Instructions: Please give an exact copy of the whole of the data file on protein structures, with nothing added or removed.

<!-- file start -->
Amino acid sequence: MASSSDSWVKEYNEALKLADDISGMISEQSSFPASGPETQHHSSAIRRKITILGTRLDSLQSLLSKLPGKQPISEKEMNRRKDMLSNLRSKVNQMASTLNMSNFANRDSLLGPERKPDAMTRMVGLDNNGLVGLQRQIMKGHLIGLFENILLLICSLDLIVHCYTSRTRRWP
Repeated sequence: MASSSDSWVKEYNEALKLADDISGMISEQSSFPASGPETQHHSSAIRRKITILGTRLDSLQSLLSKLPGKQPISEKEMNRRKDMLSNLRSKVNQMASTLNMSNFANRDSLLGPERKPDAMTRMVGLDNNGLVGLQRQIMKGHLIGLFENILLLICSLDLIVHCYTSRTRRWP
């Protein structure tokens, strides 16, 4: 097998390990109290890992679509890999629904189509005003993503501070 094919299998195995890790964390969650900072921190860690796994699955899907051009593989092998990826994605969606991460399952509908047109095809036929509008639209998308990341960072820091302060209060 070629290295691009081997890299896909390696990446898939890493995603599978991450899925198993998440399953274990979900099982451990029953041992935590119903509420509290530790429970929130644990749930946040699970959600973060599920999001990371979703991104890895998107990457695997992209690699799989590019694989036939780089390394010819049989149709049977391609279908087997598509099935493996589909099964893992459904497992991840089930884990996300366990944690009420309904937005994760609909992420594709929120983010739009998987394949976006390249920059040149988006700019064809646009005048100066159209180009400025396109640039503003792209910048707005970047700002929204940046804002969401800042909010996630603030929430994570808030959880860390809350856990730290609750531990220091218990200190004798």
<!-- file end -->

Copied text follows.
Amino acid sequence: MASSSDSWVKEYNEALKLADDISGMISEQSSFPASGPETQHHSSAIRRKITILGTRLDSLQSLLSKLPGKQPISEKEMNRRKDMLSNLRSKVNQMASTLNMSNFANRDSLLGPERKPDAMTRMVGLDNNGLVGLQRQIMKGHLIGLFENILLLICSLDLIVHCYTSRTRRWP
Repeated sequence: MASSSDSWVKEYNEALKLADDISGMISEQSSFPASGPETQHHSSAIRRKITILGTRLDSLQSLLSKLPGKQPISEKEMNRRKDMLSNLRSKVNQMASTLNMSNFANRDSLLGPERKPDAMTRMVGLDNNGLVGLQRQIMKGHLIGLFENILLLICSLDLIVHCYTSRTRRWP
């Protein structure tokens, strides 16, 4: 097998390990109290890992679509890999629904189509005003993503501070 094919299998195995890790964390969650900072921190860690796994699955899907051009593989092998990826994605969606991460399952509908047109095809036929509008639209998308990341960072820091302060209060 070629290295691009081997890299896909390696990446898939890493995603599978991450899925198993998440399953274990979900099982451990029953041992935590119903509420509290530790429970929130644990749930946040699970959600973060599920999001990371979703991104890895998107990457695997992209690699799989590019694989036939780089390394010819049989149709049977391609279908087997598509099935493996589909099964893992459904497992991840089930884990996300366990944690009420309904937005994760609909992420594709929120983010739009998987394949976006390249920059040149988006700019064809646009005048100066159209180009400025396109640039503003792209910048707005970047700002929204940046804002969401800042909010996630603030929430994570808030959880860390809350856990730290609750531990220091218990200190004798």